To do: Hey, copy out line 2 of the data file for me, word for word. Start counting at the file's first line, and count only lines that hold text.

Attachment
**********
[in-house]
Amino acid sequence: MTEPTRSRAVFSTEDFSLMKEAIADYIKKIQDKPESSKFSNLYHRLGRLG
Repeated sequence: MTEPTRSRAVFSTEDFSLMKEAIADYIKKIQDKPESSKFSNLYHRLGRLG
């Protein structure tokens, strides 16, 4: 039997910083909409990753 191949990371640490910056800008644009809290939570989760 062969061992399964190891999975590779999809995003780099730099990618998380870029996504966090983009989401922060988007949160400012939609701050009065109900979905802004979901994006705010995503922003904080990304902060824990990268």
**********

Amino acid sequence: MTEPTRSRAVFSTEDFSLMKEAIADYIKKIQDKPESSKFSNLYHRLGRLG